A bit of a caveat to start; This is a real working bow. Tho it was designed as a Halloween prop, it is still capable of inflicting serious injury if used improperly. Don't carry this around in public, don't let children handle it and don't fire it outside of a designated area. Safety first.
Recently, a friend of mine asked me for some help with her Halloween costume. She wanted to replicate the clothing and weapons of Lara Croft from the game, Tomb Raider, and asked for assistance in building the bow. One of the stipulations was that it had to be as realistic as possible since she would be participating in a costume contest and standard paper mache craft just wouldn't cut it. She also wanted the bow to be fully functional and able to fire arrows. This presented itself as a fantastic challenge for me. Not only would I make it fully functional, but I would make it powerful enough to hunt large game such as deer, much like the video game itself. This would be a real bow.
Now stick bows, tho functional aren't very dependable. Because of their construction they're usually full of weak spots and can fail pretty dramatically. More than that, they aren't very powerful, at best reaching 20-25lbs. It then occurred to me that the game takes place in South East Asia, in the Devil's Triangle where bamboo is plentiful and a bow created there would, most likely, be crafted out of this material. In survival, bamboo is known as 'nature's fiberglass', meaning that it is not only flexible, but also strong, allowing for the creation of a bow that is both dependable, and quite powerful.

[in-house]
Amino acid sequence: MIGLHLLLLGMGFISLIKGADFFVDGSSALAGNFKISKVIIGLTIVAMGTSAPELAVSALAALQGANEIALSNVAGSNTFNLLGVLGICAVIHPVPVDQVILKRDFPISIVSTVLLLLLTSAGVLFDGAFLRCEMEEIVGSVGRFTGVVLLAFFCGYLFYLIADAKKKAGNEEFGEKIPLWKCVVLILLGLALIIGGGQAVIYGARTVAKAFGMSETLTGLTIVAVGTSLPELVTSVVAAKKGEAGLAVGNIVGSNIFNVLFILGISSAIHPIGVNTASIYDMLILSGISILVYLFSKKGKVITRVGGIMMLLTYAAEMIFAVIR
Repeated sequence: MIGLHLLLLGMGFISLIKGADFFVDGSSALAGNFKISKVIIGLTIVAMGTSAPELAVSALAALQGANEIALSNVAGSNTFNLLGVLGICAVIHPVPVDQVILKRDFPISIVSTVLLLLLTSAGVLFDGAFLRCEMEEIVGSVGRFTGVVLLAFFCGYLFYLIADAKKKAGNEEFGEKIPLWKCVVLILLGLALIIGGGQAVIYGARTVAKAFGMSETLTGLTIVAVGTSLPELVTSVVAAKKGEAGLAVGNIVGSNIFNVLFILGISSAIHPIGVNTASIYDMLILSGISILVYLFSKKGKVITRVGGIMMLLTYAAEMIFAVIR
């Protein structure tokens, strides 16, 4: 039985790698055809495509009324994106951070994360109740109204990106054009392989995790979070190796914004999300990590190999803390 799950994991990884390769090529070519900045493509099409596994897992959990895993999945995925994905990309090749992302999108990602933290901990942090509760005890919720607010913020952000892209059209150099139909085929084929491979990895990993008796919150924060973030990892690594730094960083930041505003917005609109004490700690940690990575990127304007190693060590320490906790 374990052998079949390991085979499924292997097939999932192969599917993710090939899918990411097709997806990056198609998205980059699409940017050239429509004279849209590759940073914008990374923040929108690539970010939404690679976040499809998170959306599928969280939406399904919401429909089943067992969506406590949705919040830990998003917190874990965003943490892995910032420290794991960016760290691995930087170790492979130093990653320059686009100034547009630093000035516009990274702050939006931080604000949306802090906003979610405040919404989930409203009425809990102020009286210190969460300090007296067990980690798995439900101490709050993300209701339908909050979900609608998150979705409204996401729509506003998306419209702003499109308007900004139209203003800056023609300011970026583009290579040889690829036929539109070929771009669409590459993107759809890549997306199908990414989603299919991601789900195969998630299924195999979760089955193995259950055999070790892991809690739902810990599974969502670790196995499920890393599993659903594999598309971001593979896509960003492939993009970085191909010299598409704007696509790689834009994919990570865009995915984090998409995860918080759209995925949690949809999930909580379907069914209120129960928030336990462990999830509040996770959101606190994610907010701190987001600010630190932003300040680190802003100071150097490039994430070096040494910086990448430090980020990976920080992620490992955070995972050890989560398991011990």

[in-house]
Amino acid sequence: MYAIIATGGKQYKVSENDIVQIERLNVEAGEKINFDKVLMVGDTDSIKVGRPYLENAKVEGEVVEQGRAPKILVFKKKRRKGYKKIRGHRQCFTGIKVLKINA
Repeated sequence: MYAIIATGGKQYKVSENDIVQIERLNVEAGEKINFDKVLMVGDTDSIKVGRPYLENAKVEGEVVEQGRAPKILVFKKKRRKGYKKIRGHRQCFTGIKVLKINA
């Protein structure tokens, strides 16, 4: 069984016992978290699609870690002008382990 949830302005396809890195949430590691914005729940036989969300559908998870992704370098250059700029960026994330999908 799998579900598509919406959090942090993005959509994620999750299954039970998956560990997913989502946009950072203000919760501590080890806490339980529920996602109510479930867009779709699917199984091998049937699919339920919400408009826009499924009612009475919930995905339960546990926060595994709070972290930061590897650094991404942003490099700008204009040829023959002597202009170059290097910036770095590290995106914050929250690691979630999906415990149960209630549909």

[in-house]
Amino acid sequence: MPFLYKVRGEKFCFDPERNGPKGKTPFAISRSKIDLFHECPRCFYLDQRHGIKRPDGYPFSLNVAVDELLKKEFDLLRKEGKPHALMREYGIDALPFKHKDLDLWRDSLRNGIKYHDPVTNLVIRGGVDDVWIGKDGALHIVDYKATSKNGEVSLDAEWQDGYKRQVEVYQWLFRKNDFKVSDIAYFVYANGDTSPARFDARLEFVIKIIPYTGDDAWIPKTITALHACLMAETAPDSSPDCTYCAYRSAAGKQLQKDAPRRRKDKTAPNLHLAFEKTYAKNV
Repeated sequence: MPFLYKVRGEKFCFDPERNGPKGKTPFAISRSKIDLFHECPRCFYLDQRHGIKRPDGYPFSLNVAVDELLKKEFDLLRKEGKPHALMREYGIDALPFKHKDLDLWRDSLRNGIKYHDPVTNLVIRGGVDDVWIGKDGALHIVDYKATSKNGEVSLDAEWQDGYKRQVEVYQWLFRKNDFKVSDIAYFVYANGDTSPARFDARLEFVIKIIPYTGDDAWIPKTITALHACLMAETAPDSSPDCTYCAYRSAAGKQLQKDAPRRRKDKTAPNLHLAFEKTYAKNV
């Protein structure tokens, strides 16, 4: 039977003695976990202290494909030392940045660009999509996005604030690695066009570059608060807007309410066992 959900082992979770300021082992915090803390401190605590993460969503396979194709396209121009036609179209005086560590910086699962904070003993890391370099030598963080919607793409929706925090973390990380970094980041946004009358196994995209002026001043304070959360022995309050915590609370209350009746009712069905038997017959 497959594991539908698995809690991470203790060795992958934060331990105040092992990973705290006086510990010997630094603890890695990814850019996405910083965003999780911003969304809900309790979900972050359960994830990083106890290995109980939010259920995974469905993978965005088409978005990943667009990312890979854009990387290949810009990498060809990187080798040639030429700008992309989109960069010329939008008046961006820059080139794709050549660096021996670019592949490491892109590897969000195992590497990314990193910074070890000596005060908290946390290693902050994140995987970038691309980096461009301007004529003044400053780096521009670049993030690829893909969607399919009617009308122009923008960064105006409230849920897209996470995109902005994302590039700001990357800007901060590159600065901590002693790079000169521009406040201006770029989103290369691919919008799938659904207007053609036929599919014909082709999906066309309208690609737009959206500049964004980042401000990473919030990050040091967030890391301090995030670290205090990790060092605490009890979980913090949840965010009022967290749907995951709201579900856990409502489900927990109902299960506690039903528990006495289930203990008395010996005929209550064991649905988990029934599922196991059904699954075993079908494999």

The arrows, in the game, appear to be wooden with what looks like turkey fletching (even though turkeys aren't indigenous to Asia). Now when crafting arrows, there are considerations such as spine and weight, but I figured these issues wouldn't be of concern to shipwreck survivors in the Devil's Triangle, and so I decided to simply go with hardwood shafts using 'simulated' turkey fletching. They would be accurate enough for our needs.
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Step 1: Tools and Supplies
- coping saw
- sharp knife
- groove file
- paint brush
- four 3/8"-1/2" bamboo sticks. roughly 66" long
- Thick white cotton or nylon rope, roughly 30'
- White clothes line rope, roughly 10'
- 3/8" hardwood dowel, Can use cedar for authenticity
- Turkey or goose feathers
- socket style broad head or field points
- natural or synthetic sinew/waxed cotton string
- 5 min. epoxy
Step 2: Bundling the Bow
Bundle your bamboo shafts together. You'll notice that one end is slightly wider than the other so when you lay them out, flip two of the shafts around so that each end of the bow comprises of two wide ends and two narrow ends. Now offset the ends slightly so that they aren't perfectly lined up. If you look at Lara's bow, it looks haphazardly put together so that the ends don't line up exactly. Once you get your shafts lined up satisfactorily, wrap a bit of electrical tape around them to hold the shafts together as you bind.